Krista Ramsey reports:
A foot to the left, and Kellie Morris would have never remembered the moment.
It was June 30, 2012, a blisteringly hot day, and as the 2010 Mason High School graduate hung out at Fort Loudoun Lake outside Knoxville, Tenn., with friends from the University of Tennessee, she did something she’d been doing all summer. She stood up in a small rowboat and dove into the center of the lake.
A foot to her left would have been the center of the lake. But Kellie was a foot to the right, and beneath her wasn’t water but a hidden shelf of rock. She struck it headfirst, shattering the C7 vertebra at the top of her spine and, in an instant, becoming paralyzed below the chest.
Every year 6,500 young Americans arrive at emergency rooms with diving injuries. About 80 percent, like Kellie, were making dives from a height of 3 feet or less and entering the water headfirst.
Most go home with cuts or bruises. But of the 1,000 who sustain spinal cord injury, 90 percent will be paralyzed.
Kellie and her mom, Karen Mooney, are using Kellie’s accident to relay a simple message they say could have changed those young people’s fate: Feet first.
Teaching children to enter the water with their feet rather than their heads and necks will sharply reduce swim-season spinal cord injuries, experts say. The safest entry method is walking or wading in – rather than jumping or diving – to make sure water depth is at least 10 feet, the minimum for safe diving.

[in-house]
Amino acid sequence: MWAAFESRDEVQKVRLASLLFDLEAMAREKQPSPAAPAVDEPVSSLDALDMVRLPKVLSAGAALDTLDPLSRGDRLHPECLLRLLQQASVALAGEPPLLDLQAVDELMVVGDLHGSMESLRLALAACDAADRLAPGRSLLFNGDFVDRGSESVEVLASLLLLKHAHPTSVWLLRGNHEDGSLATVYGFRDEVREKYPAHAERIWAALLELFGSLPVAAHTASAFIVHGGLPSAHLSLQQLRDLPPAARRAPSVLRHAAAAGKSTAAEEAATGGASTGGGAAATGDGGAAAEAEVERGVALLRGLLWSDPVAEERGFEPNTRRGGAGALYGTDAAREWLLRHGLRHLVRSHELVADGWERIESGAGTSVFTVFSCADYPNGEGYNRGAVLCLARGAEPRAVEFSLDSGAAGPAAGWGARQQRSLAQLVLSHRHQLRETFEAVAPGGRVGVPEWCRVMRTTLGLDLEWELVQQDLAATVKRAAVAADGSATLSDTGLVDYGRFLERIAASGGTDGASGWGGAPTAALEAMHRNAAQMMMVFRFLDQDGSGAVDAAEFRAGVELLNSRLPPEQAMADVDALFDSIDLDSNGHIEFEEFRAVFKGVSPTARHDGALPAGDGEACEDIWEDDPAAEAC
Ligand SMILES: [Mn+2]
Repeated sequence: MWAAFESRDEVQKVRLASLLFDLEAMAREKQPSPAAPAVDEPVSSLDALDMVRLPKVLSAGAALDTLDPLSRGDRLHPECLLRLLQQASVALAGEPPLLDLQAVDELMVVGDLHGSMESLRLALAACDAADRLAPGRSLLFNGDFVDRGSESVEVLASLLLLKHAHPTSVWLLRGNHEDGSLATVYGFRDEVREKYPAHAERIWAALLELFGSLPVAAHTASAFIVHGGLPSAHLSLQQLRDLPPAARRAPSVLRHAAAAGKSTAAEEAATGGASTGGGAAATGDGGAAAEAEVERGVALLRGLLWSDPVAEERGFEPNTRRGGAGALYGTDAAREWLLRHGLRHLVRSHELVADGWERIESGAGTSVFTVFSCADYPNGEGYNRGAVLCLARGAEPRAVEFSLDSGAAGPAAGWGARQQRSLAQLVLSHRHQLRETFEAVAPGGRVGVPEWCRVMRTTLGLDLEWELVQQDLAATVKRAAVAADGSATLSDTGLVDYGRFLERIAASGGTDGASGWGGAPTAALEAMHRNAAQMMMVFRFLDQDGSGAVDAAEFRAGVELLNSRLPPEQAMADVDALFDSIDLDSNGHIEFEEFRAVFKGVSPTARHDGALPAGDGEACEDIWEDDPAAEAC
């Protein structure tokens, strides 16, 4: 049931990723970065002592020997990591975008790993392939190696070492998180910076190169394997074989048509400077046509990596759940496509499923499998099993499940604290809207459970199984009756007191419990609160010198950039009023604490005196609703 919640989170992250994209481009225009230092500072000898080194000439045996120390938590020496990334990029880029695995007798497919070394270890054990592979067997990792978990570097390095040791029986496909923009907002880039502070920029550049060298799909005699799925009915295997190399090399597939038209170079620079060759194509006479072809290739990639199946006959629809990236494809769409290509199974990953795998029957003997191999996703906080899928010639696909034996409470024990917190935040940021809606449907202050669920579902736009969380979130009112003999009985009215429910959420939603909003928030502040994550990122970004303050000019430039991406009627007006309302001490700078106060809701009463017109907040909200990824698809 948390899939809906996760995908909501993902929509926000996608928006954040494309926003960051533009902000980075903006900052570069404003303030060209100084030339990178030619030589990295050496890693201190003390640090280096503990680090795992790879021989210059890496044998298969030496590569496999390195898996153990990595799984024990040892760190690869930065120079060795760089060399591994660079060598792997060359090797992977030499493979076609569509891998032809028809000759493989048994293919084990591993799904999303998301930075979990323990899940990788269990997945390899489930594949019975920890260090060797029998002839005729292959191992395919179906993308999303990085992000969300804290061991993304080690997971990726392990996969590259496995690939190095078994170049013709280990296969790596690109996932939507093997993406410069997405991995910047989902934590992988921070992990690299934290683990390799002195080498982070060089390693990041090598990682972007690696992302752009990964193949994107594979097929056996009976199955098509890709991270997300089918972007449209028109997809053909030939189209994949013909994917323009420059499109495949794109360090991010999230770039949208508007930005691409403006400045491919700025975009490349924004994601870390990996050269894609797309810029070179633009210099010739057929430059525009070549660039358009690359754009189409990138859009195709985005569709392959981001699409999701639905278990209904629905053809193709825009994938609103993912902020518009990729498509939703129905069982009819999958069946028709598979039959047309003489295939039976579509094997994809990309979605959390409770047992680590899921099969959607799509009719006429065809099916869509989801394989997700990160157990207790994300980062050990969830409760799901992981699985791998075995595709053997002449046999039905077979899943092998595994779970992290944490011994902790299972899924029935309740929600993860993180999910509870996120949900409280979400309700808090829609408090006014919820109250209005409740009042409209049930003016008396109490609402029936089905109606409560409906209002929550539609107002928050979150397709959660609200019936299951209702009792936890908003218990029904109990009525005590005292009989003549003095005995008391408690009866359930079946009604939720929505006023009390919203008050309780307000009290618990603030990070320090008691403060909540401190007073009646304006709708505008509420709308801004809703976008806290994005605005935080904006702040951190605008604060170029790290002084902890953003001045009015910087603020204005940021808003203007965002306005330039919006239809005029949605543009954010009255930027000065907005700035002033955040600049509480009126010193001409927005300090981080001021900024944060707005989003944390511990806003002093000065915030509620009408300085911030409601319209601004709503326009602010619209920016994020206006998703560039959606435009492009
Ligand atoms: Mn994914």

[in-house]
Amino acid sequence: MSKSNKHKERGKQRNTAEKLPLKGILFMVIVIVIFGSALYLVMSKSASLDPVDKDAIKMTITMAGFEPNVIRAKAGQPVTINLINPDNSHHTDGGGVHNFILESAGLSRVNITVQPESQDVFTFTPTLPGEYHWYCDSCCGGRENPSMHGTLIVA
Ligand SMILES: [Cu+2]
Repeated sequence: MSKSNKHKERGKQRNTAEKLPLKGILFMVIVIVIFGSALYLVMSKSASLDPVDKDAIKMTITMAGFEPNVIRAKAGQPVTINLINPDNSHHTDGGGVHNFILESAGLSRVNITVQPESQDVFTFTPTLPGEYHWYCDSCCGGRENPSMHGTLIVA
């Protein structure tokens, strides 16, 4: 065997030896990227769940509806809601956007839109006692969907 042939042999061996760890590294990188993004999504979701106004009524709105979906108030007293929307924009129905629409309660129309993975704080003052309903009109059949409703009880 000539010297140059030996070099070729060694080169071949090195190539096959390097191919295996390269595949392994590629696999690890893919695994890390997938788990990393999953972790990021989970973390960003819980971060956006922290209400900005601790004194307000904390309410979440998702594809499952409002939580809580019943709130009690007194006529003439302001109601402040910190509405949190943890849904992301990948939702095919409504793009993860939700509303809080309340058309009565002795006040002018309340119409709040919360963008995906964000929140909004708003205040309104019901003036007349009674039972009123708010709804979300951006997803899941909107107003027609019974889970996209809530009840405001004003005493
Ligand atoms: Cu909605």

The ThinkFirst National Injury Prevention Foundation has coined the “Feet First” slogan, and Kellie and her mother hope the habit will become as automatic and pervasive as buckling seat belts and slipping on bike helmets. They’re convinced it can save lives. “With all of the water around us – from Cumberland to the Ohio River to just plain old backyard pools – if we can call out the dangers, it might save at least one family from what ours is experiencing,” Karen says.
The unpredictable geography of bodies of water is a huge part of the problem. “Backyard pools can be any dimension – backyard pools can be anything,” says Debby Gerhardstein, executive director of the ThinkFirst Foundation. And ponds, rivers and oceans can be filled with hidden elevated hazards.
An intuitive sense about which is the deep end of the pool – and how deep the “deep end” is – is not a sound basis for personal safety. Most diving injuries aren’t caused by horseplay or arcs off high-dives, experts say, they’re caused by simple miscalculation of water depth. Entering with their feet gives swimmers the chance to be wrong and not pay for it for the rest of their life.
As Kellie Morris knows, the road back from a spinal cord injury is a long and difficult journey.
Thirteen months ago, she was about to enlist in the U.S. Navy, a gutsy former high school and college jock who could “catch any ball that was thrown to me.” A year out from her accident, she is making slower but no less noteworthy progress – mastering self-care tasks, learning to drive a car with hand controls. Her mother takes her to Columbus three times a week for therapy. Her father and step-mother, Tom and Kathy Morris, oversee her daily care.
She plans to enroll at Middle Tennessee State University this fall and is thinking about a career in law enforcement. For now, she says, if her “feet first” message prevents one diving accident “I’ll feel I’ve done my job.”